Keeping animals in zoos, the most relevant facts to know.

Keeping animals in zoos, are they actually helpful or harmful?. Rachel Dolle.
Journalism Student, King’s College London (KCL)

10th November 2020

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Let me begin with the meaning of the word “zoo” and a brief introduction of its origin. I promise it is not too long and you will find it interesting.

A zoo is a place where animals live in captivity and are put on display for people to view.

Zoos are hugely popular attractions for young and old. The first zoos were created as private collections by the wealthy to show their power.

The first real zoo was established by Queen Hatshepsut in 1500 B.C. in Egypt by collecting animals from all over Africa. Zoos also existed in later civilisations, including China, Greece, and Rome.

The first modern zoo, built in 1793, opened in Paris, France. The facility is still a busy and popular zoo in downtown Paris.

Today, zoos are meant to entertain and educate the public but have a strong emphasis on scientific research and species conservation. Zoos are usually regulated and inspected by the government.

Keeping animals in zoos, most people see zoos as a paradise. They want to look at animals and interact with them. But, that shouldn’t be the main reason for zoos to exist.

What has the main reason of keeping animals in zoos been? Institutions like AZA have the answer, they are the last hope for species that can no longer exist in the wild. As is the case of Sumatran rhinos and tigers, which have disappeared from the wild, as Bali and the rest of Indonesia were paved over with fields of oil palms. 

The same example with cheetahs which will probably be gone in the wild in the next hundred years. But, they will exist in zoos. The same of other animals like birds, reptiles and amphibians. Zoos maintain these species.

Now, let’s assume that the owner of the zoo cares greatly for its animals, they are well fed and monitored closely for signs of stress and those animals are exhibiting signs of stress are immediately removed from exhibit. But, the question of many organizations minds is: Why do these zoos that are only for the care of endangered animals open the gates to people? Obviously for the money.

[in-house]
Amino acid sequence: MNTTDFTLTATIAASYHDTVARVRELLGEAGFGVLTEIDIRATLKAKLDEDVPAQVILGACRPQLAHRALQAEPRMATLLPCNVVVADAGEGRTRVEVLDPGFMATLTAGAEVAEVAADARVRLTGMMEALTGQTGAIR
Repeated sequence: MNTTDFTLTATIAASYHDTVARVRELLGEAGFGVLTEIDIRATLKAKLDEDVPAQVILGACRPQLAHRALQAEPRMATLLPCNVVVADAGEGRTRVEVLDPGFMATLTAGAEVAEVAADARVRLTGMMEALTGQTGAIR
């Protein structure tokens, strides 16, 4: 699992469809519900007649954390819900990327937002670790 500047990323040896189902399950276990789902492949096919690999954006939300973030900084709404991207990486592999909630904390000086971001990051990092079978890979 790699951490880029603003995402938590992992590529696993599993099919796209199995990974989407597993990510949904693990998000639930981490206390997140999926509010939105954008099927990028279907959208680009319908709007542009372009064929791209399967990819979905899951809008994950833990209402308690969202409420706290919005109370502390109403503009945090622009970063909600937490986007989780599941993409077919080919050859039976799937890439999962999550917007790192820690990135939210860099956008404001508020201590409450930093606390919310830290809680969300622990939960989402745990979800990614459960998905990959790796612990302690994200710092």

People pay for the right to see wild animals and I don’t judge if it is ethical or not because as long as the animals do not suffer I am happy with that. However, different organisations call it exploitation and say it should stop.

I love travel and I love animals. I have to recognise that I have been in different zoos and before my very eyes I have seen stressed and suffering animals because not all zoos are created equal. Some are clean and well staffed, others aren’t. Not all zoos have the resources to properly care for the animals and keeping animals captive can be really bad for both physical and psychological health.

For example, marine parks often force dolphins and whales to perform tricks and often, they don’t have even space in the cage to enjoy its habitat as it should be. Also, most large carnivores like lions that are bred in captivity die when released into the wild. It turns out that they haven’t developed the natural behaviors they need when they are out on their own.

I have been to American zoos which did not seem to follow the basics of animal husbandry and again, the cages that some zoos think are suitable for their monkeys and apes are beyond upsetting.

So, keeping animals in zoos, are good for animals or not? I support zoos for the purposes of conservation and rescue. Most zoos really care for animals and work hard to save animals that are threatened in the wild. However, it is understandable that many people believe imprisoning animals for any reason is simply wrong.

Clearly, zoos are a win for people. But when it comes to the animals, zoos might cause more harm than good. Perhaps it all depends on how well individual zoos are managed.

I am absolutely not okay with capturing wild animals for the zoo trade, or any practices that reduce the viability of the species.

If you are going to go to a zoo, check if it is ethical. Have a look the zoo that really makes an effort to keep their animals happy. It is good for the animals and it is more enjoyable for the visitors than hearing the animals cry from one cage to the other.

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